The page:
In July, Sununu called his signing of the letter in support of Kavanaugh as a “symbolic” move.

On Monday, Sununu said that “any allegation of this nature should be taken seriously and it is my hope that the Senate will investigate this matter appropriately.”

He told reporters he’s still back Kavanaugh for now.

“Of course we support him today but again, this is serious stuff and they have to do their homework at the Senate side. They’re the investigative body and again, I have full confidence they’ll take their time. They’ll do what has to be done to figure out what the truth of the matter is,” the governor said.

Supreme Court Justice Anthony Kennedy’s late June retirement announcement gave Trump a prime opportunity to replace the crucial swing vote on the high court with a reliably conservative justice. Supporters of women’s reproductive rights fear the court may overturn Roe v. Wade, the landmark 1973 high court decision that constitutionally protected a woman’s right to have an abortion.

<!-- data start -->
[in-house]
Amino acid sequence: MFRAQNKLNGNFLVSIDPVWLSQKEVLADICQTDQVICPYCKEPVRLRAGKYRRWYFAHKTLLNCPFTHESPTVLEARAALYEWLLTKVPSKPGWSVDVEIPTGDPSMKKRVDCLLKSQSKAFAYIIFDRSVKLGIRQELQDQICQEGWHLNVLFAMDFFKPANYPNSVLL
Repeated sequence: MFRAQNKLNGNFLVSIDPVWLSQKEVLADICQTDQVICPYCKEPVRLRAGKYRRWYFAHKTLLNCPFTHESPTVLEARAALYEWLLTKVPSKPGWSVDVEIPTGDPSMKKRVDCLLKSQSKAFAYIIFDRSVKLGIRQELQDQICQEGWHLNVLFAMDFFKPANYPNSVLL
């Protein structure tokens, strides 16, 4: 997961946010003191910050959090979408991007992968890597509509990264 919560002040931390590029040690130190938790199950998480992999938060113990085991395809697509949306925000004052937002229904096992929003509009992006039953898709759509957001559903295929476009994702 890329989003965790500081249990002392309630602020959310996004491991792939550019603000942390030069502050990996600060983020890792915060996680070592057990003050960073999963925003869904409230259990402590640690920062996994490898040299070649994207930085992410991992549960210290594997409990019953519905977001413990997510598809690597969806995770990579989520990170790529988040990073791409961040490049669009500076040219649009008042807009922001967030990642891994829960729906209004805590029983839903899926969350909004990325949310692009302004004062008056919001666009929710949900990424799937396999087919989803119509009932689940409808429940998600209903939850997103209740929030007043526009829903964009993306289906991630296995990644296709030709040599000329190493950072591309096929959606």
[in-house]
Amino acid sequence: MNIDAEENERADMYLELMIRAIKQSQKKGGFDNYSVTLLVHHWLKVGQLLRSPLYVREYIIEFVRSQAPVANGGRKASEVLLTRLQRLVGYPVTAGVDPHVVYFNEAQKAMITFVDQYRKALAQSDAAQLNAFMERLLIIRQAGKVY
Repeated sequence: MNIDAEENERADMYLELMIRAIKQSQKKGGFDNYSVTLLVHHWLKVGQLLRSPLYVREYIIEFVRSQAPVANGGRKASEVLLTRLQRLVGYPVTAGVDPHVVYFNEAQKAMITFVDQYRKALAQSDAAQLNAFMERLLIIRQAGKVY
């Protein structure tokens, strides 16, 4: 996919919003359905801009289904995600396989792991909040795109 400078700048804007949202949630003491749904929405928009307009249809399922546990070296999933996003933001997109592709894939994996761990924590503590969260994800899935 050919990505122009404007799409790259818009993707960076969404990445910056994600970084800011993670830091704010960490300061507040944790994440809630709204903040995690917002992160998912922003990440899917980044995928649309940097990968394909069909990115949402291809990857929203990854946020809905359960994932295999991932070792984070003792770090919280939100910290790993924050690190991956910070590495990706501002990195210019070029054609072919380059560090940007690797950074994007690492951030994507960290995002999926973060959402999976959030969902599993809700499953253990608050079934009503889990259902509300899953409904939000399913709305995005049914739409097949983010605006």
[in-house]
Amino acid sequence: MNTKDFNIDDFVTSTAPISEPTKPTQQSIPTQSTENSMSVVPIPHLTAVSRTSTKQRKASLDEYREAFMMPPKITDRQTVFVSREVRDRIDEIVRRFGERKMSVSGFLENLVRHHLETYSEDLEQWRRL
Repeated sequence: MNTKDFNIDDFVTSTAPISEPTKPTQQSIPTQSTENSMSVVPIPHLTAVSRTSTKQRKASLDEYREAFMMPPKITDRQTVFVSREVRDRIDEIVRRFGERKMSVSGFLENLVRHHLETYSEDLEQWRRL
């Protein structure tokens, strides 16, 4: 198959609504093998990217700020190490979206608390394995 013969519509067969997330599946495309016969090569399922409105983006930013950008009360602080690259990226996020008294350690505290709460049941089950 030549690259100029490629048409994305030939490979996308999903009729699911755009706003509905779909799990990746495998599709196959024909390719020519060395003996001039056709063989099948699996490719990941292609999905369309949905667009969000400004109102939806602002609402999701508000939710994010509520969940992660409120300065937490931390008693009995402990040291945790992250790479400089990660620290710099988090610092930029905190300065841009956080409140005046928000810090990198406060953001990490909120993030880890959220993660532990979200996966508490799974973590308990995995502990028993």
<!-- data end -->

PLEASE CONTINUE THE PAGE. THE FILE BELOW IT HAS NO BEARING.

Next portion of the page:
If the ruling were overturned, regulation of abortions would fall to the states.

“Sununu has put party politics before the best interests of the people of New Hampshire, especially the women of this state,” Kelly said.

Kelly’s been highlighting the issue ever since Kennedy’s unexpected news. The next morning – at an event in Manchester – Kelly warned that “Roe v. Wade could be threatened.”

She vowed that if elected she’d “work with governors across the country to make sure that women’s rights are protected.”

Sununu has repeatedly pointed out this summer that he is pro-choice and he supports Roe v. Wade.

But he told the Monitor in late July that judges shouldn’t be evaluated on just one issue.

“As a governor, I don’t judge any single judge on a single-issue litmus test,” he said. “It’s about the Constitution, it’s about whether a judge will uphold the Constitution on a variety of different issues.”

And in a statement he praised Kavanaugh.

“When you look at the qualifications of Judge Kavanaugh, he’s one of the most eminently qualified judges that has come before the nomination process in Washington in decades,” he said.